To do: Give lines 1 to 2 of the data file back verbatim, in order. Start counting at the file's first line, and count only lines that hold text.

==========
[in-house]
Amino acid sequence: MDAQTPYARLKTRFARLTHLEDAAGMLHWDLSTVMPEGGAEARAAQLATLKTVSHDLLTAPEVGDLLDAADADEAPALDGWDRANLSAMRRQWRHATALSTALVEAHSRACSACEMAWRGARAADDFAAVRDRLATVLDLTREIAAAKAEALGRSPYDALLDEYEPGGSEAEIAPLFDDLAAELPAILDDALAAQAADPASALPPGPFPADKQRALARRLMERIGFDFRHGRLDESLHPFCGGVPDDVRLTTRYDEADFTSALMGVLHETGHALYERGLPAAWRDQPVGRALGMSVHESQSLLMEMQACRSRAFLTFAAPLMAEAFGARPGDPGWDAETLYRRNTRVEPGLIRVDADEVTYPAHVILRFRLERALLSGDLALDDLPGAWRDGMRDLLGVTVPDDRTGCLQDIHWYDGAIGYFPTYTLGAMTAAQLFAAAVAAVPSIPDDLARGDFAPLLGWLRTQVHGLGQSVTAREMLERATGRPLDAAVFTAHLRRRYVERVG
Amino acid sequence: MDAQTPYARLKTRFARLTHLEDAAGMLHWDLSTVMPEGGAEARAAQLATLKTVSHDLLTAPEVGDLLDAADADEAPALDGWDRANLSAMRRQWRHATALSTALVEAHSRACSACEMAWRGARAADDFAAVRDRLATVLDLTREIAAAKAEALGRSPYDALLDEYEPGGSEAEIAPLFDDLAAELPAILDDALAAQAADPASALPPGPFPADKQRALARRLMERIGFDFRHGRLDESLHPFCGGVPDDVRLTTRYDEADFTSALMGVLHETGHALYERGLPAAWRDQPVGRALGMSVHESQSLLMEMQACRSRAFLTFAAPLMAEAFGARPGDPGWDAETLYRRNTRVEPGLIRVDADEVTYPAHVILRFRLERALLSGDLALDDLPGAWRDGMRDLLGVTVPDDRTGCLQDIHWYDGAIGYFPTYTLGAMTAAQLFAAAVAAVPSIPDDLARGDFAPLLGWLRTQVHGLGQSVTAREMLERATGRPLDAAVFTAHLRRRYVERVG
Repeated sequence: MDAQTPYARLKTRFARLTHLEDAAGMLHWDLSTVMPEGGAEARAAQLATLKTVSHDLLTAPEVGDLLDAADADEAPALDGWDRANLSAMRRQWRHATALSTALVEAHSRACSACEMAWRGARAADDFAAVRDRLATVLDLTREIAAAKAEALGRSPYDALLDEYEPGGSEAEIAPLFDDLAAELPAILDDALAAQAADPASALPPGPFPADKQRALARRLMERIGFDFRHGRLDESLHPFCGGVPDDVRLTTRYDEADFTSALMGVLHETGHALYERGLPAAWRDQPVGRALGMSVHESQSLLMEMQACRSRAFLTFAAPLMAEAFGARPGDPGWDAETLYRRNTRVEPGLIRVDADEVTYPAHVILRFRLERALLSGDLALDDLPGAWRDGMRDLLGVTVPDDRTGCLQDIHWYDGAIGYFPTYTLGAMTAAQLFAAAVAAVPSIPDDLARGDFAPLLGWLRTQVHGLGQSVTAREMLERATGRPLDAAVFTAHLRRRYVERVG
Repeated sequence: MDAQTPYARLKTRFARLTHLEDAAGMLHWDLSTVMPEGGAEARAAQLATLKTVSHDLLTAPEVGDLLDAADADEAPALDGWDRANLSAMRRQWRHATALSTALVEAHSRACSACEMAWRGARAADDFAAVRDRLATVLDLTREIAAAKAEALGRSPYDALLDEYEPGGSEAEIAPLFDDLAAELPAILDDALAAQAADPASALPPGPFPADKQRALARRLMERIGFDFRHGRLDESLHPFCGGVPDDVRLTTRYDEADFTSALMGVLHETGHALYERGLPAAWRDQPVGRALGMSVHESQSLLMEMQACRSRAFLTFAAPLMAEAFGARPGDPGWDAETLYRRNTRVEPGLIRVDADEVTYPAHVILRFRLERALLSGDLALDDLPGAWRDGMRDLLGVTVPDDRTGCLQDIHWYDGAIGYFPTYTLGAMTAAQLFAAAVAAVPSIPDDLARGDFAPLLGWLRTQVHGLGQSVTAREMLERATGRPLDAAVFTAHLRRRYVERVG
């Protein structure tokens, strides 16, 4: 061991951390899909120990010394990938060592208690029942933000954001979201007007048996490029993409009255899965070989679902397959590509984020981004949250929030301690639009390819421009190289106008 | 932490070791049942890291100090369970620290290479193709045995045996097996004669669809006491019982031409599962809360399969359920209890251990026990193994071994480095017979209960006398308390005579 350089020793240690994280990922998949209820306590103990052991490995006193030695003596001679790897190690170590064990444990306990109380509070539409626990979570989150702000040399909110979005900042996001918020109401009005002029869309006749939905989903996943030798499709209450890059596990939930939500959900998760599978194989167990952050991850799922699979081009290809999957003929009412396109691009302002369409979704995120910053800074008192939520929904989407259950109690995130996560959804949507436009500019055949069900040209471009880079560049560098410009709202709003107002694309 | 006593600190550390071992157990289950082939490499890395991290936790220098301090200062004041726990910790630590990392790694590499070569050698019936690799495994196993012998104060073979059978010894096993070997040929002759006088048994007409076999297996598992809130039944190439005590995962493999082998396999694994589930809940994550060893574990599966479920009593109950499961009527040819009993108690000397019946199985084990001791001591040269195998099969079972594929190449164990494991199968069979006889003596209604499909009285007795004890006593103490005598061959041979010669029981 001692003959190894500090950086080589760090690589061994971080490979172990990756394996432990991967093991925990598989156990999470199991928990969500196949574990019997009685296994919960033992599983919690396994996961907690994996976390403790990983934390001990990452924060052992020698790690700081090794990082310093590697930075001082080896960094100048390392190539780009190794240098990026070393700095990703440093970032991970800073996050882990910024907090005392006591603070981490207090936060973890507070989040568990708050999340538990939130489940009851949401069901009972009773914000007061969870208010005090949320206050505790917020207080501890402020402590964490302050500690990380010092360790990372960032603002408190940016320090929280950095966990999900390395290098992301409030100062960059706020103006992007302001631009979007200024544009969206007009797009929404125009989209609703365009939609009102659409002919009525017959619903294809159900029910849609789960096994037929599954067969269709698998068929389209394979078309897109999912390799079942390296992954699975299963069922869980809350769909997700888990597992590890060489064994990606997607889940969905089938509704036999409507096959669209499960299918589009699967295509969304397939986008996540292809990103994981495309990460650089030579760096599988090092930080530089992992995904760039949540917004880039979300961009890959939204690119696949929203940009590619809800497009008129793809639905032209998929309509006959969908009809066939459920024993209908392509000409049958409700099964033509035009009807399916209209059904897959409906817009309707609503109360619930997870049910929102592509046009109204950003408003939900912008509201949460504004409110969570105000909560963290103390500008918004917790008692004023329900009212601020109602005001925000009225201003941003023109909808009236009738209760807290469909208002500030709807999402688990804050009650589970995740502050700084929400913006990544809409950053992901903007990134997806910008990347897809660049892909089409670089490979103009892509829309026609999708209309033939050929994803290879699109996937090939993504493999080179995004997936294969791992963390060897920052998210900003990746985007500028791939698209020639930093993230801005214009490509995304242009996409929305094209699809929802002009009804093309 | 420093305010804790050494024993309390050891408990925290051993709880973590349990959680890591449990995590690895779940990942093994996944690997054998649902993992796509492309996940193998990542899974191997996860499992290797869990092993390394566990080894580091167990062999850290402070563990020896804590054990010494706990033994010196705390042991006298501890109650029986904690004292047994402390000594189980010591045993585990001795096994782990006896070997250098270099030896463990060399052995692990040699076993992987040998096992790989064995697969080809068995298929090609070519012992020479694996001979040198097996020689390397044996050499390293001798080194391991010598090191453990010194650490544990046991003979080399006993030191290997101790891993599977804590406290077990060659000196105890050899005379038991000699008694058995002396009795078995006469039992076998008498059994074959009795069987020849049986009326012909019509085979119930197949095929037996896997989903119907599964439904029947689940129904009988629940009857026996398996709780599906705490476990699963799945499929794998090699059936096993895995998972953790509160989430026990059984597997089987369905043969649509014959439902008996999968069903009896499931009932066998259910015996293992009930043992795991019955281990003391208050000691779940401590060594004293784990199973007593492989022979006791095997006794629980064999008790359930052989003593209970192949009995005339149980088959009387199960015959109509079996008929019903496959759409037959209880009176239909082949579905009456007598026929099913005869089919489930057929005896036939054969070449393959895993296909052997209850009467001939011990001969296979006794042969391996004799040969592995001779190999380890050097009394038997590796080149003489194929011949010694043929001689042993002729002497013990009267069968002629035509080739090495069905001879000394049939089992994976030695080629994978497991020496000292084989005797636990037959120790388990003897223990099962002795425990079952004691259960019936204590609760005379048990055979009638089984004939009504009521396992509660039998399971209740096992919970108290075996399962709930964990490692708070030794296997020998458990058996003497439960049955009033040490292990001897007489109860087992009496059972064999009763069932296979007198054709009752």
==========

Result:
[in-house]
Amino acid sequence: MDAQTPYARLKTRFARLTHLEDAAGMLHWDLSTVMPEGGAEARAAQLATLKTVSHDLLTAPEVGDLLDAADADEAPALDGWDRANLSAMRRQWRHATALSTALVEAHSRACSACEMAWRGARAADDFAAVRDRLATVLDLTREIAAAKAEALGRSPYDALLDEYEPGGSEAEIAPLFDDLAAELPAILDDALAAQAADPASALPPGPFPADKQRALARRLMERIGFDFRHGRLDESLHPFCGGVPDDVRLTTRYDEADFTSALMGVLHETGHALYERGLPAAWRDQPVGRALGMSVHESQSLLMEMQACRSRAFLTFAAPLMAEAFGARPGDPGWDAETLYRRNTRVEPGLIRVDADEVTYPAHVILRFRLERALLSGDLALDDLPGAWRDGMRDLLGVTVPDDRTGCLQDIHWYDGAIGYFPTYTLGAMTAAQLFAAAVAAVPSIPDDLARGDFAPLLGWLRTQVHGLGQSVTAREMLERATGRPLDAAVFTAHLRRRYVERVG